Aluminum sensitivity and optimum Ca and pH requirement of teak (Tectona grandis Linn. f.) clones used for forestry plantations in Australia

Wehr, J. Bernhard, Smith, Tim, Blamey, Pax and Menzies, Neal (2010). Aluminum sensitivity and optimum Ca and pH requirement of teak (Tectona grandis Linn. f.) clones used for forestry plantations in Australia. In: R. J. Gilkes and N. Prakongep, Proceedings of the 19th World Congress of Soil Science; Soil Solutions for a Changing World. 19th World Congress of Soil Science, Brisbane, Qld, Australia, (18-21). 1-6 August, 2010.

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Author Wehr, J. Bernhard
Smith, Tim
Blamey, Pax
Menzies, Neal
Title of paper Aluminum sensitivity and optimum Ca and pH requirement of teak (Tectona grandis Linn. f.) clones used for forestry plantations in Australia
Conference name 19th World Congress of Soil Science
Conference location Brisbane, Qld, Australia
Conference dates 1-6 August, 2010
Proceedings title Proceedings of the 19th World Congress of Soil Science; Soil Solutions for a Changing World
Place of Publication Australia
Publisher International Union of Soil Science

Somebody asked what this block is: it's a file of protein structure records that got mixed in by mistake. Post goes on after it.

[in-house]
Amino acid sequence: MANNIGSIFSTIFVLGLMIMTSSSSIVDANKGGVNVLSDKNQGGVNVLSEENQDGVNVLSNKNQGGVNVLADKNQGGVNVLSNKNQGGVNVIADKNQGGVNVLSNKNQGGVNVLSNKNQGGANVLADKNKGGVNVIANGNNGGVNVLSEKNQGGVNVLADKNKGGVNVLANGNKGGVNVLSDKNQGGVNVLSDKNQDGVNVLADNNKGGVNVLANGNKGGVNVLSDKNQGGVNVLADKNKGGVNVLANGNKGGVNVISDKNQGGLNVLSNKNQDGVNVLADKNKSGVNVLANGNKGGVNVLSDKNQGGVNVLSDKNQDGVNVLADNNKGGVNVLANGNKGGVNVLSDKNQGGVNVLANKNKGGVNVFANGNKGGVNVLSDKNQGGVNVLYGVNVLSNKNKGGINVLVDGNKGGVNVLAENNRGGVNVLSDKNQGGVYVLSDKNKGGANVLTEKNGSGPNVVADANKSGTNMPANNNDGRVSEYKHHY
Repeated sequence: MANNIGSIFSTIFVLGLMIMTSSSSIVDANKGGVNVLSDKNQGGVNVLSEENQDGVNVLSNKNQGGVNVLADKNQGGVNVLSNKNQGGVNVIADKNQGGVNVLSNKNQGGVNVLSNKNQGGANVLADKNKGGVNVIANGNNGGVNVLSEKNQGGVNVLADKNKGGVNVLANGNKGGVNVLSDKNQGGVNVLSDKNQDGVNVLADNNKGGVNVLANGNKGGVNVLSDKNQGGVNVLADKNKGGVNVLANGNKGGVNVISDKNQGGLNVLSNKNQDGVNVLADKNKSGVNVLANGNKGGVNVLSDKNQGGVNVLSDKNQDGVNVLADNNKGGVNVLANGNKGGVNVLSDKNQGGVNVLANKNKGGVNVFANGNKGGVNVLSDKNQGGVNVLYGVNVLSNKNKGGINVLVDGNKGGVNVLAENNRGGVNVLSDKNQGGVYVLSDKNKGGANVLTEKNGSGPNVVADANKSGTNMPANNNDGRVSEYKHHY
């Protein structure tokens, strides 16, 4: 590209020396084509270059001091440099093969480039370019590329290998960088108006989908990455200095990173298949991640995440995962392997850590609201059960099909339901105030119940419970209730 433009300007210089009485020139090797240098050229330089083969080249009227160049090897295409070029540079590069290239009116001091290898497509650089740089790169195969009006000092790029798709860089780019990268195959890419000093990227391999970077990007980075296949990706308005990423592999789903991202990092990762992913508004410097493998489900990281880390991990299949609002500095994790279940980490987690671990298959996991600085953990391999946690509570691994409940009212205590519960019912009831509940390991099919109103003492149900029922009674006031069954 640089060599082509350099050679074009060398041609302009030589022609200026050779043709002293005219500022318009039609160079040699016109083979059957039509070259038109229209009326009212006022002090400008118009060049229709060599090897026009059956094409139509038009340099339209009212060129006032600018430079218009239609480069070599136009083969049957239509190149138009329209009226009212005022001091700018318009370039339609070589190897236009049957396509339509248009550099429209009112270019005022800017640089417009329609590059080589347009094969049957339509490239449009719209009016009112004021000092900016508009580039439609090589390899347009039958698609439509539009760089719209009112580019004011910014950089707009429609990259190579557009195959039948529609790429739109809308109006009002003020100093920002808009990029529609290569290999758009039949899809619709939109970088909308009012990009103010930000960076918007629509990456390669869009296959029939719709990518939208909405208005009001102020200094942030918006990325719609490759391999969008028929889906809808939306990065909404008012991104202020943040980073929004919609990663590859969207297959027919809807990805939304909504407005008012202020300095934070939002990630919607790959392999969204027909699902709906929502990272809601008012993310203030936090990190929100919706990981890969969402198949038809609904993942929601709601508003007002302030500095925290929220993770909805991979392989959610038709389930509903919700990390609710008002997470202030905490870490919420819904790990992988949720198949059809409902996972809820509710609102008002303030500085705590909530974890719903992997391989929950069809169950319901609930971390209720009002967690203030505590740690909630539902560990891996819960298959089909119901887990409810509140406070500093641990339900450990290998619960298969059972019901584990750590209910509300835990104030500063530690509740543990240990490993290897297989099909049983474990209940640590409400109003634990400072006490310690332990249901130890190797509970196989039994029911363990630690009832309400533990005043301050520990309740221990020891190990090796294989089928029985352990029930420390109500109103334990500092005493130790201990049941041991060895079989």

Publication Year 2010
Year available 2010
Sub-type Fully published paper
ISBN 9780646537832
Editor R. J. Gilkes
N. Prakongep
Volume Published on DVD
Issue Symposium 3.3.1.
Start page 18
End page 21
Total pages 4
Collection year 2011
Language eng
Abstract/Summary Teak is adapted to grow in tropical and subtropical regions and is considered to require fertile soils. Despite this, teak is often planted in soils that are highly leached, acidic and potentially Al-toxic. In Australia, several clones are commonly used for teak plantations and the aim of this study was to determine the optimum pH, Ca requirement and Al sensitivity of these clones. Biomass increase of nutrient solution-grown teak plants was used to determine the optimum pH and Ca. There were no significant differences in optimum pH and Ca between clones and, overall, the greatest growth was obtained with nutrient solutions containing 1 mM Ca and adjusted to pH 6. Teak plants still grew at pH 4, but developed foliar Ca deficiency symptoms at 0.1 mM Ca. The Al sensitivity was determined by staining excised roots with chromeazurol S, eriochrome R and hematoxylin. Roots of plants exposed to 50 and 300 AM Al for 1-7 days gave a strong reaction with hematoxylin, and chromeazurol S, but a weak response to eriochrome cyanine R. The greatest resistance to low pH and Al was observed in the two clones E and H.
Keyword Al toxicity
Ca deficiency
Clonal differences
Root morphology
Roots
Staining
Q-Index Code E1
Q-Index Status Confirmed Code
Institutional Status UQ

Document type: Conference Paper
Collections: Official 2011 Collection
School of Agriculture and Food Sciences
 
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Created: Tue, 30 Nov 2010, 09:11:50 EST by Dr Johannes Wehr on behalf of School of Land, Crop and Food Sciences